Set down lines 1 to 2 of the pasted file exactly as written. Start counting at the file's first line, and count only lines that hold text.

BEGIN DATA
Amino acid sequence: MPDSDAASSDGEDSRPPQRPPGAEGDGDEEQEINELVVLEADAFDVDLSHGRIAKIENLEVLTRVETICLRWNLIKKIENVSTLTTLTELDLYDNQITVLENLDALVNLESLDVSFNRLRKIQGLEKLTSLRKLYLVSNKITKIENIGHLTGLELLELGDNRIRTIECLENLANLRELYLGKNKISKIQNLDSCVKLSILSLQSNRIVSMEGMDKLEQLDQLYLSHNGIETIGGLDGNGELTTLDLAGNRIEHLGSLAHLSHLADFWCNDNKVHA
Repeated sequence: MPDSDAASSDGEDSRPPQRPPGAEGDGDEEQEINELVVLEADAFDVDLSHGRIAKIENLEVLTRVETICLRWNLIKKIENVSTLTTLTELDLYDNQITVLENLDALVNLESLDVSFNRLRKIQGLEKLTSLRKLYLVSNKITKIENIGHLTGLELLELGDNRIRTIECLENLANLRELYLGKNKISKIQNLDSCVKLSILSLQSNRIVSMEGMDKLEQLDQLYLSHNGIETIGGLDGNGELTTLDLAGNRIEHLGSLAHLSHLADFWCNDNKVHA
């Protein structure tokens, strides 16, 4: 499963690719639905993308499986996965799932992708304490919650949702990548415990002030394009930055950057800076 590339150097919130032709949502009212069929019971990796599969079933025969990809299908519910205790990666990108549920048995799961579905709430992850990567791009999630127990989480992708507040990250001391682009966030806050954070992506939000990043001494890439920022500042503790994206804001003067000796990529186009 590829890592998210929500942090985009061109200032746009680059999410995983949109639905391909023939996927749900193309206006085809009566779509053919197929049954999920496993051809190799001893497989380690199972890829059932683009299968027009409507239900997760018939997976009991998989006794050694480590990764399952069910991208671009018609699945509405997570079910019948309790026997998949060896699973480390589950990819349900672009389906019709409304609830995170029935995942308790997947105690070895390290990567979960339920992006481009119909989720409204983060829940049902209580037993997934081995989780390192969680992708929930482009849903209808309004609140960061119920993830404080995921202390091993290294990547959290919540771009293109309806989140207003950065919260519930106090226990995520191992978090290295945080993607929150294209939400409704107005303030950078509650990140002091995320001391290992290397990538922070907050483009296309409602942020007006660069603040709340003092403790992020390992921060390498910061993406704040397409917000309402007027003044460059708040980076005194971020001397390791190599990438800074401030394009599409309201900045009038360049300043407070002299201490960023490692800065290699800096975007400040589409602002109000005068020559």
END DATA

Amino acid sequence: MPDSDAASSDGEDSRPPQRPPGAEGDGDEEQEINELVVLEADAFDVDLSHGRIAKIENLEVLTRVETICLRWNLIKKIENVSTLTTLTELDLYDNQITVLENLDALVNLESLDVSFNRLRKIQGLEKLTSLRKLYLVSNKITKIENIGHLTGLELLELGDNRIRTIECLENLANLRELYLGKNKISKIQNLDSCVKLSILSLQSNRIVSMEGMDKLEQLDQLYLSHNGIETIGGLDGNGELTTLDLAGNRIEHLGSLAHLSHLADFWCNDNKVHA
Repeated sequence: MPDSDAASSDGEDSRPPQRPPGAEGDGDEEQEINELVVLEADAFDVDLSHGRIAKIENLEVLTRVETICLRWNLIKKIENVSTLTTLTELDLYDNQITVLENLDALVNLESLDVSFNRLRKIQGLEKLTSLRKLYLVSNKITKIENIGHLTGLELLELGDNRIRTIECLENLANLRELYLGKNKISKIQNLDSCVKLSILSLQSNRIVSMEGMDKLEQLDQLYLSHNGIETIGGLDGNGELTTLDLAGNRIEHLGSLAHLSHLADFWCNDNKVHA